Mackinac Center now (more!) anti-union
The conservative Mackinac Center for Public Policy is quickly morphing into a worker advocacy group. Of course, they're not advocating for fair wages or better safety standards on the job - they're advocating for workers who want union benefits, but don't want to be in a union.
The Michigan-based conservative think tank - among the first created and among the most well-funded in the nation - has traditionally pursued a course of writing letters to the editor pumping out opinion pieces about how our state and nation would be better served by lower taxes, lower regulations, fewer unions and kissing the backsides of big businesses.
Since Michigan adopted its right-to-work law earlier this year, the Mackinac Center is sending lawyers and money to push its agenda on behalf of its corporate sponsors. Last March, the Mackinac Center took it upon itself to support a lawsuit by three Taylor teachers who protested a 10-year contract by the union with the school district just before the state's right-to-work law went into effect.
In August, The Mackinac Center announced that its legal foundation filed a lawsuit in Wayne County Circuit Court on behalf of four employees of the City of Dearborn against Teamsters Local 214. The lawsuit protests a union policy that charges freeloading employees a fee for receiving union bargaining services.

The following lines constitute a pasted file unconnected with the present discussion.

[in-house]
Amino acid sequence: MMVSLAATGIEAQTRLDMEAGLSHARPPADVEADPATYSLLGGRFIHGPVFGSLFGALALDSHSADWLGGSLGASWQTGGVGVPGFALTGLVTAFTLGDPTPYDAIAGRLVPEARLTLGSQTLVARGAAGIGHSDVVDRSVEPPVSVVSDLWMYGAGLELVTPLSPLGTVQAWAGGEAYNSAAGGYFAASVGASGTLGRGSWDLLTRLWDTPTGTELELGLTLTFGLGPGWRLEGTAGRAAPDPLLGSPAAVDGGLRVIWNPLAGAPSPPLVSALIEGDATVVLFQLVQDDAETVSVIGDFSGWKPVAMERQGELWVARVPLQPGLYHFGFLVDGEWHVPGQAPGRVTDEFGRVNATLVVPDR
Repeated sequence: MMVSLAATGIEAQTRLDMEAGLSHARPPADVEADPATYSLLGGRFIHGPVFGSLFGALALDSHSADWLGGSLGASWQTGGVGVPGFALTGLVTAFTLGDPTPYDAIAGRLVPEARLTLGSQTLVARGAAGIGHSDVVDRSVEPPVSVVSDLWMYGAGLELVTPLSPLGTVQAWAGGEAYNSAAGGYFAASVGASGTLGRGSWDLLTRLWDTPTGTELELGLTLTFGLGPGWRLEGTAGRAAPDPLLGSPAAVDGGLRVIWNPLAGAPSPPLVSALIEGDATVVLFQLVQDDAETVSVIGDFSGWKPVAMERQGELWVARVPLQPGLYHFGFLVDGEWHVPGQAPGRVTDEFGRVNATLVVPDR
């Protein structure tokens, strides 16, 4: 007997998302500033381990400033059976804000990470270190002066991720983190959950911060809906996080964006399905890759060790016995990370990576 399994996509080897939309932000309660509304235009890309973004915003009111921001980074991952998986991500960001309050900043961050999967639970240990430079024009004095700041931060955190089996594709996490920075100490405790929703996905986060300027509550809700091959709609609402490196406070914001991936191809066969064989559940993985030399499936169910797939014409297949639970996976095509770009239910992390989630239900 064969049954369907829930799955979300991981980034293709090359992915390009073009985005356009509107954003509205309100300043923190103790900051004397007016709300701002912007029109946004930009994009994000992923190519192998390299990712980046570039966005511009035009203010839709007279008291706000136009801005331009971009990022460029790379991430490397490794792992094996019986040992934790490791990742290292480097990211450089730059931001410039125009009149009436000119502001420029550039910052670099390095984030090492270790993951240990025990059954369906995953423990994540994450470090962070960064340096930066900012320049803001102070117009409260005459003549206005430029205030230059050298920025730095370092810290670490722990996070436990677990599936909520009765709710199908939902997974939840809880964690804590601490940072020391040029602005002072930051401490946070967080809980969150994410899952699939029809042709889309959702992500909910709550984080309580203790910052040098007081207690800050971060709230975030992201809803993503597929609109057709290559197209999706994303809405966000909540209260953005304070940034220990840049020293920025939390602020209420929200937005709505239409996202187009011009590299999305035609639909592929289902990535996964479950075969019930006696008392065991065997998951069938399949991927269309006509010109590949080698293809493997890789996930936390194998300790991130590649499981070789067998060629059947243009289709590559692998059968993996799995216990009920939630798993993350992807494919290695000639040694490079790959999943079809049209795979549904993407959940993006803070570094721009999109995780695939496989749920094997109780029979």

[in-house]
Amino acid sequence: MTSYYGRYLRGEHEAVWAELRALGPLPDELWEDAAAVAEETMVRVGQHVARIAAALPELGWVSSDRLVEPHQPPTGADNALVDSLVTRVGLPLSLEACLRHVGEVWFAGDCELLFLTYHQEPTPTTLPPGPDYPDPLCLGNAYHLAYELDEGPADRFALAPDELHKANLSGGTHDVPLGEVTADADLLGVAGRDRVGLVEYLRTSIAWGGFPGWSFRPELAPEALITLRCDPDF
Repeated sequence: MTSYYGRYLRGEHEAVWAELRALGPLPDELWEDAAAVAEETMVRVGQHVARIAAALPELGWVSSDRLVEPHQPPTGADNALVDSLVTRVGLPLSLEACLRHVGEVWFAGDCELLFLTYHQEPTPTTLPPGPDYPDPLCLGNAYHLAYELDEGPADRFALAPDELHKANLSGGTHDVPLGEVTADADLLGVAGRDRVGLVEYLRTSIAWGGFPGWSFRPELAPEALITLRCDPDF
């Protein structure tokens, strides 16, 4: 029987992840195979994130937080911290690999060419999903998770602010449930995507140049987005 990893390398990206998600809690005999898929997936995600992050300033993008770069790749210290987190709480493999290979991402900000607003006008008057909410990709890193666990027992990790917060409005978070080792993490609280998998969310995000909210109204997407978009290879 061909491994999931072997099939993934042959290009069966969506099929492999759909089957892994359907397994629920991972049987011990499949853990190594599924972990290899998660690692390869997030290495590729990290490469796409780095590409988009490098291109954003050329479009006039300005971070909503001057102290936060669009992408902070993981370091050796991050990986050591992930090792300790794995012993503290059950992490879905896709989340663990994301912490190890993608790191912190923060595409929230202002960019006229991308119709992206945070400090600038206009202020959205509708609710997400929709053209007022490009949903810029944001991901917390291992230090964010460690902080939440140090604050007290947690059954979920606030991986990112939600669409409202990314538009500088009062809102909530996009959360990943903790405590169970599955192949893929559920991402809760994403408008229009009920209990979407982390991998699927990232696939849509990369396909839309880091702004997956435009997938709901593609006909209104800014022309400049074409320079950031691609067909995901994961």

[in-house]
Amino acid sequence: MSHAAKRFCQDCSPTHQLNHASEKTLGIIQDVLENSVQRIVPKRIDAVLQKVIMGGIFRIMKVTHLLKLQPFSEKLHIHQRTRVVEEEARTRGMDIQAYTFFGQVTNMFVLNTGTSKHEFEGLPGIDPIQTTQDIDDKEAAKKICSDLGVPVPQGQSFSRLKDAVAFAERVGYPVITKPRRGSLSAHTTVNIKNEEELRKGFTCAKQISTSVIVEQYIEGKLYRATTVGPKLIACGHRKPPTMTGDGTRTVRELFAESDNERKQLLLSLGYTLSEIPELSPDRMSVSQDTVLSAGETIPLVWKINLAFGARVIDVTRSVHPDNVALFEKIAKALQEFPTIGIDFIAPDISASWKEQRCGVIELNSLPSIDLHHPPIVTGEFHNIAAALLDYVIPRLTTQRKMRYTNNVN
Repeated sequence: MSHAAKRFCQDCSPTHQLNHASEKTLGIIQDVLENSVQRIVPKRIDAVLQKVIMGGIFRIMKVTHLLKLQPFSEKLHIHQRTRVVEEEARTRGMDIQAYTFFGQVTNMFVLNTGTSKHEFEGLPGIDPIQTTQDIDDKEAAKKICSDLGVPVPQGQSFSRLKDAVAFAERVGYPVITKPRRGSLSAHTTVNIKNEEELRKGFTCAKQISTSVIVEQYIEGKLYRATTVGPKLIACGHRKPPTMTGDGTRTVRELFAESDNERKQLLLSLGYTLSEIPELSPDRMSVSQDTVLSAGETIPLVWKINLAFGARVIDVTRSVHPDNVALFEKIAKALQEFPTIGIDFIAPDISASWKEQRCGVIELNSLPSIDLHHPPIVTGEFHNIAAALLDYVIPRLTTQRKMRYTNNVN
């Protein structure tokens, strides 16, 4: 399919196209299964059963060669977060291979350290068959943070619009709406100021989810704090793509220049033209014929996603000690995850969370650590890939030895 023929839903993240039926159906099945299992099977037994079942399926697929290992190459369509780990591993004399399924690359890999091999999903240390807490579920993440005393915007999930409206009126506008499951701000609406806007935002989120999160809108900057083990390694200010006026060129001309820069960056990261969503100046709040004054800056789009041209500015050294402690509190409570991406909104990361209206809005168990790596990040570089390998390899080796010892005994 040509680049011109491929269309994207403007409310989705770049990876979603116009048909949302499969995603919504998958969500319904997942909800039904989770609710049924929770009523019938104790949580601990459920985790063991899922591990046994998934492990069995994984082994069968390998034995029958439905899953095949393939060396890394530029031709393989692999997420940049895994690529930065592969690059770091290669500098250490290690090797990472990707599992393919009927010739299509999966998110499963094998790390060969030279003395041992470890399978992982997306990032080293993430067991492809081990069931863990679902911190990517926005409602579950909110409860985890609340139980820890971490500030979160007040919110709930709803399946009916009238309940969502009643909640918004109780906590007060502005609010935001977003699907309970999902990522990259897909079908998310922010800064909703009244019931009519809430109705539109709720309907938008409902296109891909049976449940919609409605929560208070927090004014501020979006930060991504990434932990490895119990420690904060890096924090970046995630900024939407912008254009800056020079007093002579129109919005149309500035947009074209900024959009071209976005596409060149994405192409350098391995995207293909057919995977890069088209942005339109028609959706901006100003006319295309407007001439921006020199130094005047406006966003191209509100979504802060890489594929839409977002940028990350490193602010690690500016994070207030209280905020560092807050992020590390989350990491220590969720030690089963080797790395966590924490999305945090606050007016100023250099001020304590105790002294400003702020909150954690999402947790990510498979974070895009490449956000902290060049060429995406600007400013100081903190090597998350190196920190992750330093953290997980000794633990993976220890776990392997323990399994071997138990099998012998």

Last week, the Mackinac Center filed a complaint with the Michigan Employment Relations Commission, alleging unfair labor practices by the MEA. The reason: some teachers tried to opt out of union membership, but couldn't, because they didn't request the opt-out during the legally-allowed month-of-August time frame.
According to the MIRS News Service, a 2004 MERC ruling approved of the union's policy permitting members to leave only during August, stating that nothing in the state Public Employment Relations Act "precludes a labor organization from placing reasonable restrictions on the timing and manner of the withdrawal of an employee from membership."
1% don’t pay dues to MEA under RTW
The Michigan Education Association says 1,500 members have declined to pay union dues since the passage of Michigan’s right-to-work law in December. That amounts to 1 percent of the union’s 150,000 members.
“I think it means the association is not nearly as weak and impotent as some – either inside the association or, certainly, outside – would have us believe,” said MEA President Steve Cook on the television show Off the Record. “I think the association has tremendous value for its members and that's why members stayed with us. Ninety-nine percent of the members who could have either become freeloaders or fee-payers chose to stay with the Michigan Education Association.”
During the interview, Cook said the teachers union has “no intention” of pursuing a 2014 ballot initiative asking voters to get rid of the right-to-work law, and would instead put political money toward union-friendly candidates.